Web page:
The Noisiest 

Our reviewers reveal their favorite albums of the year

Whether they’re chanting weird cheers about witches or serving up a dance party marinated in punk rock surliness, Mountain High delivers an electric shock to the system. Wicked Wanderer (Hot Dog City/Wäntage USA) brims with crazy barking and grunts, poppy hooks, beefy bass lines and writhing melodies. It’s the kind of album you turn up loud, force people to listen to and basically create a fun but unhealthy relationship with. (EF)

Secret Powers goes down like the ultimate pop cocktail: a jigger of Beatles, three fingers of Electric Light Orchestra, a dash of the Tee Set. Shake and serve on ice. Explorers of the Polar Eclipse (Twisted Kite) is just what anyone fed up with the post-Thriller pop scene is thirsting for. It’s hard to imagine a lineup including Shmed Maynes and most of Missoula’s former Oblio Joes churning out anything less spectacular. (AS)

Pierced Arrows put the rage back in garage rock, especially with Straight to the Heart (Tombstone). And no, I’m not talking about the fake-ass rage from backwards-cap-wearing, puffed-up douche bags who listen to shitty processed metal on processed corporate radio. I’m talking about the fury that comes with a road-earned, stick-it-to-the-man worldview. The kind of anti-establishment rock ’n’ roll that was made before rock music became the establishment. For no frills, speaker-tearing songsmanship, this album delivers. (CL)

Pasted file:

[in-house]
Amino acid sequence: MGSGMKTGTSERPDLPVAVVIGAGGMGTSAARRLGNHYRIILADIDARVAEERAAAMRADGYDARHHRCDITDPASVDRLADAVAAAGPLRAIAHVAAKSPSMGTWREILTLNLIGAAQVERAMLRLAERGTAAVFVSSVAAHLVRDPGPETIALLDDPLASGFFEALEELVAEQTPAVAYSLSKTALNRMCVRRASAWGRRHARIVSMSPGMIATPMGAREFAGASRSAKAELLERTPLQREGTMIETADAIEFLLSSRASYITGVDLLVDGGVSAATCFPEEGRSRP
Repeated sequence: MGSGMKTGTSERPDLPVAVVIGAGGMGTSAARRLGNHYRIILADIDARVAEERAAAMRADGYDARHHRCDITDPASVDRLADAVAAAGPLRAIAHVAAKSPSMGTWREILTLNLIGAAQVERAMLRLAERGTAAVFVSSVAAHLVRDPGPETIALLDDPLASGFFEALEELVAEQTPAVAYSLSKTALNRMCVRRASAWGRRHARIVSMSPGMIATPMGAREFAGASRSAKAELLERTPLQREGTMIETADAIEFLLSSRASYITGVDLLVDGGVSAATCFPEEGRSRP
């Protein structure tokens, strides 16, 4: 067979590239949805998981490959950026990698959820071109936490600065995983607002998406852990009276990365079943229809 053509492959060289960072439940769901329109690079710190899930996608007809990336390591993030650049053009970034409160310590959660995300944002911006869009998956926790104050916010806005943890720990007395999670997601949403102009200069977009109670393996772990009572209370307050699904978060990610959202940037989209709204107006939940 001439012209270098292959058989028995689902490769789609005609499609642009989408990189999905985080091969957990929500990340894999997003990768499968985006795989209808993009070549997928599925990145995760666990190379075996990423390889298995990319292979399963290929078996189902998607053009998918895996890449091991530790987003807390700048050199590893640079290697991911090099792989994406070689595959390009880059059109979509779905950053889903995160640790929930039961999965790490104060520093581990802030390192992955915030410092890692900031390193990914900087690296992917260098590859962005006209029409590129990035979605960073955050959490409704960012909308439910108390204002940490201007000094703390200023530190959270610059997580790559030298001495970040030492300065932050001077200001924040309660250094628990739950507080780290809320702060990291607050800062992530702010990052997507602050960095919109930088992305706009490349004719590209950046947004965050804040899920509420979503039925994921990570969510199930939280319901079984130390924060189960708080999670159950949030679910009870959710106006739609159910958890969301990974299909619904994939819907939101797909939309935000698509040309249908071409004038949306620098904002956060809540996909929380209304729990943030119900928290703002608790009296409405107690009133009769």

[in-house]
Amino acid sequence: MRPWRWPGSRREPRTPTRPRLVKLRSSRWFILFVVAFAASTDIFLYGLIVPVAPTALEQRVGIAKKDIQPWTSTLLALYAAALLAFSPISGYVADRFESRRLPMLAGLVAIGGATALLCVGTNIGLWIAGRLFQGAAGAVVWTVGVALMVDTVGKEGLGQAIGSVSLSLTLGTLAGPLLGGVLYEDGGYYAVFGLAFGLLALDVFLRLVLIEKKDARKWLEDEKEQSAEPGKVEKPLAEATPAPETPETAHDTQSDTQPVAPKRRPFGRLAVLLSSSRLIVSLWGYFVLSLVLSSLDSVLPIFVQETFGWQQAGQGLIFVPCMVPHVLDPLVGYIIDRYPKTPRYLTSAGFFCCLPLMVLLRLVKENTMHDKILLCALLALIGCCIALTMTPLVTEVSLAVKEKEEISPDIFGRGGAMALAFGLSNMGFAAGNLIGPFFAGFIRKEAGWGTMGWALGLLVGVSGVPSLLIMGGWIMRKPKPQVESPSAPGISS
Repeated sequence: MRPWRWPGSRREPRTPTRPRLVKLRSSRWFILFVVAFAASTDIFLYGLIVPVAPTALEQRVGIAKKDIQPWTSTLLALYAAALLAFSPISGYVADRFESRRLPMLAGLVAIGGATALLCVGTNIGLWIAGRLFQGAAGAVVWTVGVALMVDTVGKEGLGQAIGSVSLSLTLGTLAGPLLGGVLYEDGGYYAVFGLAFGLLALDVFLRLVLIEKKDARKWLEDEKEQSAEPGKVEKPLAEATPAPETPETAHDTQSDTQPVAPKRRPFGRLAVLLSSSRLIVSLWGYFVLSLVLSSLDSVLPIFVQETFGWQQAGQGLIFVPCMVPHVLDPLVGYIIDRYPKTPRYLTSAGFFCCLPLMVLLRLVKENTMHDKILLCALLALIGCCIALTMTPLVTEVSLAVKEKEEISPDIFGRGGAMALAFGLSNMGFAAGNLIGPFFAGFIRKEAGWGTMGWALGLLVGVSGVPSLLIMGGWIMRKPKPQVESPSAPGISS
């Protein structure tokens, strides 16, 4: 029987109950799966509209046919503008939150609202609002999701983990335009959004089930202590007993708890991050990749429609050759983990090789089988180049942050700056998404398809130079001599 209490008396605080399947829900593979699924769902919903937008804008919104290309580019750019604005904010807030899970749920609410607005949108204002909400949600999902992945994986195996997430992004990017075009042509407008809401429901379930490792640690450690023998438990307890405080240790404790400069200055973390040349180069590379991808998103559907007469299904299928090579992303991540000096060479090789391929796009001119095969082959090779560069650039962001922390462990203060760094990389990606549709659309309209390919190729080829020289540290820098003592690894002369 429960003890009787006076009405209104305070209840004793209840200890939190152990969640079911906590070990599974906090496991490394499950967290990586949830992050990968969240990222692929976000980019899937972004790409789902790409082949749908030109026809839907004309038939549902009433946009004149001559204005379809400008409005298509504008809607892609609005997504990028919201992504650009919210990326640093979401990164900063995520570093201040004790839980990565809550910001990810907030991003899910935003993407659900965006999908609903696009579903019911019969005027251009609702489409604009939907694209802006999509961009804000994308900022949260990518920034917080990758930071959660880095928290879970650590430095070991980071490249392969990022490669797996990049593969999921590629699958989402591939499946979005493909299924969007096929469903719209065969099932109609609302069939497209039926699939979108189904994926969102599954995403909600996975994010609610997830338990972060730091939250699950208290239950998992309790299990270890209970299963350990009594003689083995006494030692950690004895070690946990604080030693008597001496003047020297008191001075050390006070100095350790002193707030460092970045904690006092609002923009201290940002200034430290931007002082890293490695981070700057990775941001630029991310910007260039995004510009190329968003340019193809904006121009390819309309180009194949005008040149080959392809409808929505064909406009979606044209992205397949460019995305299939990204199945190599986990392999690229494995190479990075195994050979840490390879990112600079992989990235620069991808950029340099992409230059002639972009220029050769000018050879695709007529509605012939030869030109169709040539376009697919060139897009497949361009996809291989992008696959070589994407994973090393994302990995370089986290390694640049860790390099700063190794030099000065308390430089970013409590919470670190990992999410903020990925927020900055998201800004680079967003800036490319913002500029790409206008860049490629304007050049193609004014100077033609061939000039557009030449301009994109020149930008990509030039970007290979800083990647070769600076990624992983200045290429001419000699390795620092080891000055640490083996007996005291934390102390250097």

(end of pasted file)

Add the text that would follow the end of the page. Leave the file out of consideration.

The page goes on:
Kansas City, Mo.-based The Wilders refer to Someone’s Got to Pay (Free Dirt Records) as “an old murder ballad come to life.” But it’s not the plot of the murder trial within this hillbilly rock opera that’s so riveting. It’s multi-instrumentalist/songwriter Phil Wade’s exploration of the complex emotions experienced by the reluctant juror-narrator that makes this one such a stunning piece of work. That and Betse Ellis’ bitchin’ fiddle—plugged in and, at times, distorted. (CK)

Sacred harp singing and SoCal psychedelic pop improbably mix together to create the album of the year. The eponymous debut from Seattle’s Fleet Foxes (Sub Pop) channels a weirdly familiar sense of Simon and Garfunkel, The Beach Boys, CSNY and a million other things without ever coming close to being unoriginal. Whether it’s the a capella interplay of “White Winter Hymnal” or the gorgeous songwriting in “Blue Ridge Mountains,” Fleet Foxes has found a fascinating new grip on lost sounds. (SB)

Don’t hate Vampire Weekend because they made the cover of Spin magazine before their first album was even released, or because their lead singer sounds like Billy Joel stuck in full ’70s pout, or because they’re bored by all the Paul Simon comparisons, or even because they made the most infectiously fun album of 2008— Vampire Weekend (XI Recordings)—and you didn’t. If you must, hate them because they licensed their music to appear in the entirely unredeemable Judd Apatow/Will Ferrell summer flick Step Brothers—but enjoy the album anyway. (CK)

Unselfconscious showmanship drips from MGMT’s anthems. Hip disco in “Electric Feel” and seething glitches in “Time to Pretend” strut with bravado unwarranted by the newcomers’ experience but earned by every note. Textured with styles yanked shamelessly from a dozen forbearers and then smashed together like an FM radio stuck on seek, Oracular Spectacular (Sony) revels in reinvention. (JW)

Call it the dance-in-your-underwear, jump-on-the-bed, mosh-with-your-roommates party album of the year. Over the course of 13 throwback punk tracks—none longer than 2:29—Teenage Bottlerocket’s Warning Device (Red Scare) never loses its contagious momentum. This Laramie, Wyo. foursome—with old ties, by the way, to locals Volumen—sounds a lot like the Ramones (the standout “In the Basement” is a direct descendant of “I Don’t Wanna Go Down to the Basement”), and that’s a great thing. Singing along to “She’s Not the One,” in which “one” becomes “ah-oh-oh-oh-oh-one” and almost no other lyrics appear, is better than replaying “Blitzkrieg Bop,” again. (SB)